If you have ever worried that we have solved all the mysteries of nature, fear not. Minnesota’s Devil’s Kettle Falls has been perplexing hikers and geologists for generations. The Devil's Kettle is a mystifying geological wonder situated inside Judge C. R. Magney State Park in Minnesota, in USA, just off the North Shore of Lake Superior. The Brule River makes its way through the park; it drops 800 feet in elevation and makes plentiful waterfalls in the process.
One of these waterfalls is quite distinct. Approximately 2.4 km before the river empties into Lake Superior; it gets split in two by a rocky outcrop. The eastern part drops 50 feet below and continues towards Lake Superior. The western part falls 10 feet into a massive pothole, which is called the “Devil's Kettle” and disappears. No one knows where the water goes. It is thought there must be an exit point somewhere underneath Lake Superior, but it has never been located. From the last several years, investigators have dropped brightly colored dyes, ping pong balls, and many other things into the Devil's Kettle.
Surprisingly none of them have ever been found. One philosophy is that the river flows along a subversive fault and comes out somewhere under Lake Superior. This is dubious, because for this to happen, the fault would have to be exactly oriented towards the lake, and would have to be big enough to let the flow of half the river. Even if such a fault is real, it would have probably been clogged over the years as rocks, sand, logs and other materials fell into the kettle. Besides, there is no sign of such a fault in the area. One more theory is found when millions of years ago a lava tube formed when the rocks first solidified.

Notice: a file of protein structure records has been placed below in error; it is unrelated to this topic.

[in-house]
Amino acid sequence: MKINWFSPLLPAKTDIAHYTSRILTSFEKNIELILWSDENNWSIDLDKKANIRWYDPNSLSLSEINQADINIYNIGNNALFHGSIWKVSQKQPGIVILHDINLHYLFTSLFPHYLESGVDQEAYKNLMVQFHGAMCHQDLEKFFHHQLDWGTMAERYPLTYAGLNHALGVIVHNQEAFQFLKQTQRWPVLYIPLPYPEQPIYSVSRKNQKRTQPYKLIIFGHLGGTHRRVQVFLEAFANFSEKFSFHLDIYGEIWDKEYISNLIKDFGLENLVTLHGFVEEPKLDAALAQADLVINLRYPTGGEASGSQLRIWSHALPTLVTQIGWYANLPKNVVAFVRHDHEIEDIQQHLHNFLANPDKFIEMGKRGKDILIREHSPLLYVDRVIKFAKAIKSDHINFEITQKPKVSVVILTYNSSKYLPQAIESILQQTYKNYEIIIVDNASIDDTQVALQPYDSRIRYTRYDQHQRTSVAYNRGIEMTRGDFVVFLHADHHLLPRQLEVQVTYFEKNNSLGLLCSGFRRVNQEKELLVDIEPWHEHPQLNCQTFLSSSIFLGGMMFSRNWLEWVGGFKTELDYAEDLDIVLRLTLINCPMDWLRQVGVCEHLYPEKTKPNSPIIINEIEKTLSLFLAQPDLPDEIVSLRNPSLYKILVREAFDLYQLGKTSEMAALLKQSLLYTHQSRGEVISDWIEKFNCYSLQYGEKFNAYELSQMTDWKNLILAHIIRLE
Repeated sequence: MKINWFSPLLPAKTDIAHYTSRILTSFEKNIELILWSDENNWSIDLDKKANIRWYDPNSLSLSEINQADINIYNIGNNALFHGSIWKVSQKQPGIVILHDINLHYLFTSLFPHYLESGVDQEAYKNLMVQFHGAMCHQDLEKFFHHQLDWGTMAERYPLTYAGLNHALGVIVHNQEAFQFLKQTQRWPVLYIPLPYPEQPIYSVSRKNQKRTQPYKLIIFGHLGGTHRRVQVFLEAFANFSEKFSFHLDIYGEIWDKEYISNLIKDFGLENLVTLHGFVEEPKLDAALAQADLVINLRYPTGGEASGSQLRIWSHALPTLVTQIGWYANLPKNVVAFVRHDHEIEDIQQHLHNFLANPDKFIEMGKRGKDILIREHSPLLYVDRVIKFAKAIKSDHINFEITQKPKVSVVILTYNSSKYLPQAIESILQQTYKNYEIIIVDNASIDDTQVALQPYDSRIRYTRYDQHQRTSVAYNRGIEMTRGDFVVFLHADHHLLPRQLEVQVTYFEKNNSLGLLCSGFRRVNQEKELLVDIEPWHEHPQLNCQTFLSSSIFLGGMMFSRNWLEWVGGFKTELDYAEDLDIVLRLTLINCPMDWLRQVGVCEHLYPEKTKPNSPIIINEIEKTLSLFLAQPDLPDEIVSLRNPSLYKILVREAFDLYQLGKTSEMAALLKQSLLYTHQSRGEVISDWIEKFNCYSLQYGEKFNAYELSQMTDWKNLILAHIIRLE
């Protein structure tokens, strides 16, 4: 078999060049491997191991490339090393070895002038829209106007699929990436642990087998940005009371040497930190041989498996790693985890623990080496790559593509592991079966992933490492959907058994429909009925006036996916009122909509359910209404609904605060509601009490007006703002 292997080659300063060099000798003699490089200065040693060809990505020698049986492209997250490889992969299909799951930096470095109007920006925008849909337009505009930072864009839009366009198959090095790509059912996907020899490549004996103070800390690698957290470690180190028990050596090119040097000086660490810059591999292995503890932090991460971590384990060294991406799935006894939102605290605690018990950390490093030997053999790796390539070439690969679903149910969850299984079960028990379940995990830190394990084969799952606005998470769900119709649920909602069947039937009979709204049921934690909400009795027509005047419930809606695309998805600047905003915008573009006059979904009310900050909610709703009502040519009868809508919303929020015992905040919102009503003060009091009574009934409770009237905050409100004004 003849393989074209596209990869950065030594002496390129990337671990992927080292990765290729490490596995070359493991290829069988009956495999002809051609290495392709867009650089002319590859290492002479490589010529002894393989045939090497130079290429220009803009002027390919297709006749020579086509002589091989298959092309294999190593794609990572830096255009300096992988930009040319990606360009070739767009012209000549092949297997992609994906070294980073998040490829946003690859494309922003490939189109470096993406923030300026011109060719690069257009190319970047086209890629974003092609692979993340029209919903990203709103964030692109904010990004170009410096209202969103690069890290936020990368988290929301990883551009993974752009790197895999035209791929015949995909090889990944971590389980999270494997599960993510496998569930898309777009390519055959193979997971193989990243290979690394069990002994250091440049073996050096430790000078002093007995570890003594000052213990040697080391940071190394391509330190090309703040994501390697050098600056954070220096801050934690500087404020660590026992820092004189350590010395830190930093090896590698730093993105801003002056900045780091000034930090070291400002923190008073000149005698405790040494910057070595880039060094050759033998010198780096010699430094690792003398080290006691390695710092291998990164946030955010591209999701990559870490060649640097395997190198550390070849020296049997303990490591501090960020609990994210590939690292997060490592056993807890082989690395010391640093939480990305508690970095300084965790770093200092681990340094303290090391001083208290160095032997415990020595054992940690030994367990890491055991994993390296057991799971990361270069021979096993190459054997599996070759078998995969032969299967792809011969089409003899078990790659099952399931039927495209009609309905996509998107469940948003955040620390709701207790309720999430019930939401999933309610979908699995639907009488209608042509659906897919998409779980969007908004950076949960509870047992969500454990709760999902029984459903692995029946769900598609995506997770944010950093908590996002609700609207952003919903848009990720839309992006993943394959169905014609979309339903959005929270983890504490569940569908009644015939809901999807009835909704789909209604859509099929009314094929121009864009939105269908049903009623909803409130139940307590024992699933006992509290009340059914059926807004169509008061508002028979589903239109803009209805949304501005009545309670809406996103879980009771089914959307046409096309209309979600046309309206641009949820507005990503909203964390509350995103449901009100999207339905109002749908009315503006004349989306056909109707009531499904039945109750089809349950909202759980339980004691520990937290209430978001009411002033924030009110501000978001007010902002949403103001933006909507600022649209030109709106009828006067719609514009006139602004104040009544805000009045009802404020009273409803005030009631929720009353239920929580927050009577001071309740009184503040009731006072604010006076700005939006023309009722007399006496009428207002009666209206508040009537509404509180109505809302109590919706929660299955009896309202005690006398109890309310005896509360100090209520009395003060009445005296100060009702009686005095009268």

The issue with this theory is that the rock at Devil’s Kettle waterfalls is rhyolite, and lava tubes never form in rhyolite. Lava tubes form in basalt flowing down the slopes of volcanoes, and the adjacent basalt layer to Devil’s Kettle is situated much too far underground to be any kind of factor in the mystery. The existence of a big underground cave is also ruled out because underground caves form in limestone rock, and there is no limestone in the area. The mystery is compounded by the fact no floating debris suddenly appearing at one spot offshore in Lake Superior has ever been reported.